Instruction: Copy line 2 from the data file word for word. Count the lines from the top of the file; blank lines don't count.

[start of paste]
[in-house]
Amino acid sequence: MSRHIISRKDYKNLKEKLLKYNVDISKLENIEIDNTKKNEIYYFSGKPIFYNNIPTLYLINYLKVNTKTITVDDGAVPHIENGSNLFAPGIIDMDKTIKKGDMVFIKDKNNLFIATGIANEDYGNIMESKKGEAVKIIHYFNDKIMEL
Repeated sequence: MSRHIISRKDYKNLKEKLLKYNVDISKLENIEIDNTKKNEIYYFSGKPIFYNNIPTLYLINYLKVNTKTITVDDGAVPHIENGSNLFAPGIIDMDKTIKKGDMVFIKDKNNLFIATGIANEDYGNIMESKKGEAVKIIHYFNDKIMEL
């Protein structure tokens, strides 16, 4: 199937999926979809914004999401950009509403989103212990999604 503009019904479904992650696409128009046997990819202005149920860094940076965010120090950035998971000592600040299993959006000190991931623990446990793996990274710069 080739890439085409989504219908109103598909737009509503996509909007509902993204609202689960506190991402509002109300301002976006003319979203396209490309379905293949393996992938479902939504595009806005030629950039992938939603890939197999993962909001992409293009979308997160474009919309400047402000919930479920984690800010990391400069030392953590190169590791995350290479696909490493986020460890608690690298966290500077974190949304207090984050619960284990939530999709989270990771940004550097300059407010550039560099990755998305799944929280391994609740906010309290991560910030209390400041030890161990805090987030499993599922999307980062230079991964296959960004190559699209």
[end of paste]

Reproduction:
Amino acid sequence: MSRHIISRKDYKNLKEKLLKYNVDISKLENIEIDNTKKNEIYYFSGKPIFYNNIPTLYLINYLKVNTKTITVDDGAVPHIENGSNLFAPGIIDMDKTIKKGDMVFIKDKNNLFIATGIANEDYGNIMESKKGEAVKIIHYFNDKIMEL